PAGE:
Globe & Mail
Thursday’s announcement that the Canadian International Development Agency will be folded into the Department of Foreign Affairs and International Trade leaves critical questions about Canada’s aid policy unanswered.
First, regardless of whether aid policy is run from CIDA or a new mega-ministry, will our development spending prioritize the reduction of poverty or the promotion of Canadian commercial interests? Ottawa has recently pushed for the latter. In November, International Development Minister Julian Fantino signalled that Canadian aid policy would place greater emphasis on partnerships with the private sector and working to promote Canadian interests abroad.
There is nothing wrong with public-private partnerships in development. On the contrary, creating conditions for sustainable, market-driven growth in developing societies seems to be the single best remedy for poverty. Whether such partnerships should be geared towards advancing Canadian commercial interests, however, is a different question. Canada already has an export development agency and a trade commissioner service. Our international trade minister has been working energetically to open new markets for our firms and investors. Canada’s engagement in Africa, for instance, including recent trips by both the trade minister and the Prime Minister, has increasingly focused on creating opportunities for Canadian extractive industries. Given all of these efforts to promote Canadian economic interests abroad, would it not make sense to dedicate our aid spending to projects that have the greatest chance of sustainably reducing poverty, even if they do not benefit Canadian companies?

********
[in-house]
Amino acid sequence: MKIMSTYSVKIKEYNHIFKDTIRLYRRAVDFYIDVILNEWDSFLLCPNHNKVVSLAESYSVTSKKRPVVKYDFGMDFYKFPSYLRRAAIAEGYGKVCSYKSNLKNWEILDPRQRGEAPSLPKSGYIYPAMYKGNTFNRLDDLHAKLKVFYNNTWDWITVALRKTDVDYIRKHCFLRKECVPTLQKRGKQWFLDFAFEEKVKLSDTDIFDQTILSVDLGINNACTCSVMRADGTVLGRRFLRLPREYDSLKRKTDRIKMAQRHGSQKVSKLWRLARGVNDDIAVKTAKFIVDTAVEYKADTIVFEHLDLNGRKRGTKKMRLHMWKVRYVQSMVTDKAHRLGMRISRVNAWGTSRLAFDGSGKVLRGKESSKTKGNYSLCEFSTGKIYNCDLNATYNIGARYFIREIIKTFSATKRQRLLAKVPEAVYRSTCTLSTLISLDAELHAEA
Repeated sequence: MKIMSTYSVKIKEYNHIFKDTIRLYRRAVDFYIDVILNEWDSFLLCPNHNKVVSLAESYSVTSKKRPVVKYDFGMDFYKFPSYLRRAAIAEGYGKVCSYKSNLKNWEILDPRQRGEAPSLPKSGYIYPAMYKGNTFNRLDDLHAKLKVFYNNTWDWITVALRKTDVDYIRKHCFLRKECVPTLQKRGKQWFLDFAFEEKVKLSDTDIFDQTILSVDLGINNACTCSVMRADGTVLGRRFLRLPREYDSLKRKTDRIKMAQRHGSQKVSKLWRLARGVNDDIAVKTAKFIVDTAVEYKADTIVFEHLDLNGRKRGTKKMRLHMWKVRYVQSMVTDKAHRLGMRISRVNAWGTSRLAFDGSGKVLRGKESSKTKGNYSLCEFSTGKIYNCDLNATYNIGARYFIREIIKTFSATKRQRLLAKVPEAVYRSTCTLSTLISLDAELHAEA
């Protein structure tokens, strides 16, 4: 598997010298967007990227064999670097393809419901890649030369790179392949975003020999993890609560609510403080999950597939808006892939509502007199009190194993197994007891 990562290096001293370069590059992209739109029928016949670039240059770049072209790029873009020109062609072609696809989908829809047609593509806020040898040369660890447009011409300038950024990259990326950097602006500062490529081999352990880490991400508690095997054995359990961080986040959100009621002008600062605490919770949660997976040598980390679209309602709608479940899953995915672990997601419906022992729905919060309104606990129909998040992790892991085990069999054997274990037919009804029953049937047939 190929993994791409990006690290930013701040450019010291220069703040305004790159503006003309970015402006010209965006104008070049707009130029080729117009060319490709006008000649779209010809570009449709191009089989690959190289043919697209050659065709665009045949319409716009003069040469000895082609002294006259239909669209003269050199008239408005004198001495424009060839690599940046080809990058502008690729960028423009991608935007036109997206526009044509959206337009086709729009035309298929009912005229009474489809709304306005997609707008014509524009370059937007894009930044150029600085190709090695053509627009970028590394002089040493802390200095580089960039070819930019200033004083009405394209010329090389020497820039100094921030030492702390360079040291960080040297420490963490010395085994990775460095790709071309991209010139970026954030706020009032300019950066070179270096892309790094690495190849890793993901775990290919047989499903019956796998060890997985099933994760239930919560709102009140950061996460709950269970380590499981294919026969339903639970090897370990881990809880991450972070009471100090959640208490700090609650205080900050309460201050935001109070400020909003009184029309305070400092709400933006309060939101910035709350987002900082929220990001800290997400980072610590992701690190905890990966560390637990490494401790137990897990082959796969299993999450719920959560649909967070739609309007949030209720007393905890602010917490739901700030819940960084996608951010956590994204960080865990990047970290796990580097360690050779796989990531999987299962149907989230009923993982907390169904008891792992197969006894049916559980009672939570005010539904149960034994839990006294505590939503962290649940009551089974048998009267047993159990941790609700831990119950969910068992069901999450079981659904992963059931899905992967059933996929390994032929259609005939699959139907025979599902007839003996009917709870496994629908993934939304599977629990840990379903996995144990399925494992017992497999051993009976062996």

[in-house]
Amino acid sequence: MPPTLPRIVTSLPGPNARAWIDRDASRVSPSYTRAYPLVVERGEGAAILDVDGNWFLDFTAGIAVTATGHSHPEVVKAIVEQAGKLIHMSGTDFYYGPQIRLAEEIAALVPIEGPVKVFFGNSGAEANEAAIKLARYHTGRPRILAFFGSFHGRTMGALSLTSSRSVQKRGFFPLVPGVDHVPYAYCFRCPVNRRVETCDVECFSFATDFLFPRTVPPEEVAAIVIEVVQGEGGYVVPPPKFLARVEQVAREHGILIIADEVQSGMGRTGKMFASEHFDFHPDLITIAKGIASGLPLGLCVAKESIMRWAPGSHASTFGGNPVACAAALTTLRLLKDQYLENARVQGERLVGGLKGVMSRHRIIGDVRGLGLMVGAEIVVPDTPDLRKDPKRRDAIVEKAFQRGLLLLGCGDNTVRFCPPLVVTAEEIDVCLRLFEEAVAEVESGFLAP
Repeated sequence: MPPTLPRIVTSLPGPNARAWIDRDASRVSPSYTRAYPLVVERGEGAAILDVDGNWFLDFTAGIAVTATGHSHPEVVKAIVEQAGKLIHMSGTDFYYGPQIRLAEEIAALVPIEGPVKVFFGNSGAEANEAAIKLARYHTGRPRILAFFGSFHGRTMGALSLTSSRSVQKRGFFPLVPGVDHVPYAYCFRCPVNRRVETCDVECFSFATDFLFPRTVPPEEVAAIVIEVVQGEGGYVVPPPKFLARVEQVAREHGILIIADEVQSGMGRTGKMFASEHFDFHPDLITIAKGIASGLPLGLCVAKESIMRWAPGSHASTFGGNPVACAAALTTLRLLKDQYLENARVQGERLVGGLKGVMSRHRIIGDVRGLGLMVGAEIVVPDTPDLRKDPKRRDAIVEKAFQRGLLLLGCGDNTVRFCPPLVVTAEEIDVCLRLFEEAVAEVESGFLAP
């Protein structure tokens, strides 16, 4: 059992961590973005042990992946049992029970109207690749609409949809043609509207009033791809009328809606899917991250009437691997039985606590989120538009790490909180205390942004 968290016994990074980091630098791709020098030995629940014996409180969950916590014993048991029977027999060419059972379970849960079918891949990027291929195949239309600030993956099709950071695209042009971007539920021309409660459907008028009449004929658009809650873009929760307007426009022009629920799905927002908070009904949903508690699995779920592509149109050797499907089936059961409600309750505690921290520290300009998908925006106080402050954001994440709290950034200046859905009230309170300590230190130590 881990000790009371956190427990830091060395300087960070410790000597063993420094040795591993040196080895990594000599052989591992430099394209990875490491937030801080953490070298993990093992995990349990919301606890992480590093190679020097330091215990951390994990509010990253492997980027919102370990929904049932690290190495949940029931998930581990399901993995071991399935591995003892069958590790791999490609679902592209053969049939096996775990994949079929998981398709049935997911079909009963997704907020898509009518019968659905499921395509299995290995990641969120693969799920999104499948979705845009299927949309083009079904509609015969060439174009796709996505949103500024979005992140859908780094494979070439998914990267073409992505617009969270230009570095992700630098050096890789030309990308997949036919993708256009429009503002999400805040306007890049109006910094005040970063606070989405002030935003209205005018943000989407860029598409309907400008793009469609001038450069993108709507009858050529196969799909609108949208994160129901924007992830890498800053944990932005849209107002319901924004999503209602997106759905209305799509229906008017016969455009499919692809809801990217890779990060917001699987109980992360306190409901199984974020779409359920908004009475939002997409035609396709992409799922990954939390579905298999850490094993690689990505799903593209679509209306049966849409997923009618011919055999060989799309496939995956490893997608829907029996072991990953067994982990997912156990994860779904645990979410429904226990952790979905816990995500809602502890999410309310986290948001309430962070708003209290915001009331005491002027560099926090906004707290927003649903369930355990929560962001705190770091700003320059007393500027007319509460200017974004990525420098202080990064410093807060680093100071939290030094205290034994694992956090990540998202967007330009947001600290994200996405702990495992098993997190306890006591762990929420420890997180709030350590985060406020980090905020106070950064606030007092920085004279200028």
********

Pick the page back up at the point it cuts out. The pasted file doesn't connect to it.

Second, will there be greater stability or consistency in our aid policy under the new arrangements? Development assistance requires long-term commitments to projects and countries. Yet, Canadian governments of all political stripes have reinvented our “long term” aid priorities every few years. Most recently, the Conservatives announced in 2009 that, in the interests of maximizing the effectiveness of Canadian development assistance, spending would concentrate on 20 “countries of focus.” Now, however, the concept of focus countries may be falling out of favour. The most consistent feature of Canadian aid policy has been its inconsistency. Will folding CIDA into DFAIT do anything to remedy this problem?
Third, will the process of integrating the two departments divert them from their primary work? Last decade’s separation and subsequent reunification of the foreign affairs and international trade halves of DFAIT were demoralizing distractions. Integrating CIDA and DFAIT will involve more than just relocating personnel. Potentially divisive issues will need to be resolved: How will the new mega-department recognize and preserve the expertise in development? Although governments have the undisputed right to set their own policy priorities, how will individual decisions on aid spending be protected from excessive politicization? How will the three ministers work together? And how will these new arrangements remedy, rather than worsen, the already-acute delays in decision-making in the offices of both the foreign minister and the international development minister?
Merging CIDA and DFAIT is not a bad idea in itself, nor is it novel: CIDA started its life as a part of DFAIT and several other countries have integrated their foreign affairs and international development ministries. As we have learned many times, however, the process of bureaucratic reorganization can solve some problems but create new ones – particularly when fundamental questions of policy remain unresolved.